4. Mr. Pincus was also cavalier with the Company’s money, overspending in obvious ways. By way of example, he hired Joel Mostrom of Alvarez & Marsal from South Carolina at $850 an hour and unnecessarily put him up in a hotel and paid for his meals and local travel on a weekly basis for years even though there were numerous other equally qualified and less expensive persons who resided in New York. This extravagance added significantly to the cost of the custodianship. Similarly, he hired a temporary Chief Technology Officer for a no-show job at $1.2 million annually. Likewise, he hired away (but charged TransPerfect) Thomas Pennell for $50,000 monthly to help sell the Company when Mr. Pennell was already working for the Company for $25,000 monthly. He also spent tens of thousands of dollars of the Company’s money to have his “team” evaluate the merits of signing a $2,300 per month office lease. Each of these items demonstrate waste of corporate assets without accountability.
5. Notably, while Mr. Pincus splurged on anything to promote his own interests (and those of his law firm or his consultants), he detrimentally cut back healthcare benefits for lower earners at the Company. I am informed and  believe that when Mr. Pincus’ actions were challenged in comparison  to  the  greater benefits received by Skadden employees, he expressed, in words or substance, “maybe those people do not deserve the same healthcare.”
6. Mr. Pincus’ claim that the $7 million sanctions  award  should be relied upon  to show  the gravity of Mr. Shawe’s  alleged  misconduct  is misplaced. I am informed and believe that when negotiating the sale of TransPerfect to Mr. Shawe, Mr. Pincus admitted both that (i) the sanctions decision was not equitable because the conduct “was not harmful” and (ii) that Chancellor Bouchard “went overboard.’ On  that  basis, I am  informed and believe  that  Mr. Pincus  gave Mr. Shawe a $5 million enterprise value discount on the auction  sale price  but stated, in words or substance, “if you ever tell anyone I will deny it.”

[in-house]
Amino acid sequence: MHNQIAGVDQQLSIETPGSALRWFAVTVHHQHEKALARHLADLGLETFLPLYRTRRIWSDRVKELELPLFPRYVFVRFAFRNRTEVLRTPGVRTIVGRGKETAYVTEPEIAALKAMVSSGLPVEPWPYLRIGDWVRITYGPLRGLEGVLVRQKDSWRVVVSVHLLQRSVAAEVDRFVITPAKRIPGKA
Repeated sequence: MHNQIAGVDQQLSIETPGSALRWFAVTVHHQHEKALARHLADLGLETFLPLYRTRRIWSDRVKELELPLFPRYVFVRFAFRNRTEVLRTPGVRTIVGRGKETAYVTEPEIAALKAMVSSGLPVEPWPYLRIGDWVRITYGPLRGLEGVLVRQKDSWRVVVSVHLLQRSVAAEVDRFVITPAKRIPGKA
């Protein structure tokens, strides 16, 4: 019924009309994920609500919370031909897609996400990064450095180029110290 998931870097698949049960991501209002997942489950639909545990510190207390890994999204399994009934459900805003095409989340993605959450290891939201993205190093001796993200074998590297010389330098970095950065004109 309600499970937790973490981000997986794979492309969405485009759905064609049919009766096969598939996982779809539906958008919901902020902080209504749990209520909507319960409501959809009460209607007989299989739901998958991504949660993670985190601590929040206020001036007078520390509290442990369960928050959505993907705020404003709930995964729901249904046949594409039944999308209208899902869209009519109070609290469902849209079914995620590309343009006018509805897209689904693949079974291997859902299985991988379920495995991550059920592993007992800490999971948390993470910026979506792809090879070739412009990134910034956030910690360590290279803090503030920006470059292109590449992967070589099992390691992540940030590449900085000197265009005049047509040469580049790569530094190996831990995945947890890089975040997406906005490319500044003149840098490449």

7. Mr. Pincus also has a history of making TransPerfect pay law firms to advance his personal interests, even when they are not in the best interest of the Company. He hired the finn of Ross Aronson to oppose Ms. Shirley Shawe’s motion seeking his bills and directed them to take the position that TransPerfect would not benefit from reviewing the billing and having an opportunity to challenge fees. That position was ridiculous but allowed Mr. Pincus  to again elude a review of his billing. I am informed and believe  that no attorney from Ross Aronson consulted with the un-conflicted management of the company or the general counsel to authorize that position.
8. Finally, the motion for contempt and an anti-suit injunction is directly out of Mr. Pincus’ litigation playbook. When the impropriety of his behavior is made public, Pincus reacts by having Skadden scorch the earth with litigation. For example, when his exorbitant hourly rate of $1425 to act as custodian was exposed by the Citizens for Pro Business Delaware, Mr. Pincus  spent many tens of thousands of dollars of the Company’s money for Skadden to file and litigate motions in Delaware and a lawsuit in New York to discover the “leak.” In addition, he had  his lawyers (on the Companys tab) conduct a  witch­ hunt within the Company – seizing computers, interrogating employees, scouring employee emails, demanding access to employees’ personal devices  and threatening termination of employment in an effort to  silence  the  Citizens. Among the search terms targeted by Pincus and Skadden was “free speech” which is a concept he and his lawyers do not embrace.